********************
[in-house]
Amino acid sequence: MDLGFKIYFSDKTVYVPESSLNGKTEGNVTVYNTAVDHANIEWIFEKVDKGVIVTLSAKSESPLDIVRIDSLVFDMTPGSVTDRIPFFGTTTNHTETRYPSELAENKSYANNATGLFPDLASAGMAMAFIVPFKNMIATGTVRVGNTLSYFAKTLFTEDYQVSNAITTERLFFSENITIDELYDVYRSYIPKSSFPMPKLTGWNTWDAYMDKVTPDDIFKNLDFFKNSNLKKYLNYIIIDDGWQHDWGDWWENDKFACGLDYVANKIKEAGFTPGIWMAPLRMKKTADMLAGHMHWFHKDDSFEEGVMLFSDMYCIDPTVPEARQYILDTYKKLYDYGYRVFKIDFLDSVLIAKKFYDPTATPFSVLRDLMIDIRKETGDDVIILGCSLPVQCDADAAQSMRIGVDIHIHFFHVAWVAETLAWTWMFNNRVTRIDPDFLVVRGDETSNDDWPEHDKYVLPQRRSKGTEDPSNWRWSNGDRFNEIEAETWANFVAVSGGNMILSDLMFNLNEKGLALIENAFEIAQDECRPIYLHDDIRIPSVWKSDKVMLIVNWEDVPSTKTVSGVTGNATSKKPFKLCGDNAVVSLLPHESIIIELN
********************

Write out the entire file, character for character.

[in-house]
Amino acid sequence: MDLGFKIYFSDKTVYVPESSLNGKTEGNVTVYNTAVDHANIEWIFEKVDKGVIVTLSAKSESPLDIVRIDSLVFDMTPGSVTDRIPFFGTTTNHTETRYPSELAENKSYANNATGLFPDLASAGMAMAFIVPFKNMIATGTVRVGNTLSYFAKTLFTEDYQVSNAITTERLFFSENITIDELYDVYRSYIPKSSFPMPKLTGWNTWDAYMDKVTPDDIFKNLDFFKNSNLKKYLNYIIIDDGWQHDWGDWWENDKFACGLDYVANKIKEAGFTPGIWMAPLRMKKTADMLAGHMHWFHKDDSFEEGVMLFSDMYCIDPTVPEARQYILDTYKKLYDYGYRVFKIDFLDSVLIAKKFYDPTATPFSVLRDLMIDIRKETGDDVIILGCSLPVQCDADAAQSMRIGVDIHIHFFHVAWVAETLAWTWMFNNRVTRIDPDFLVVRGDETSNDDWPEHDKYVLPQRRSKGTEDPSNWRWSNGDRFNEIEAETWANFVAVSGGNMILSDLMFNLNEKGLALIENAFEIAQDECRPIYLHDDIRIPSVWKSDKVMLIVNWEDVPSTKTVSGVTGNATSKKPFKLCGDNAVVSLLPHESIIIELN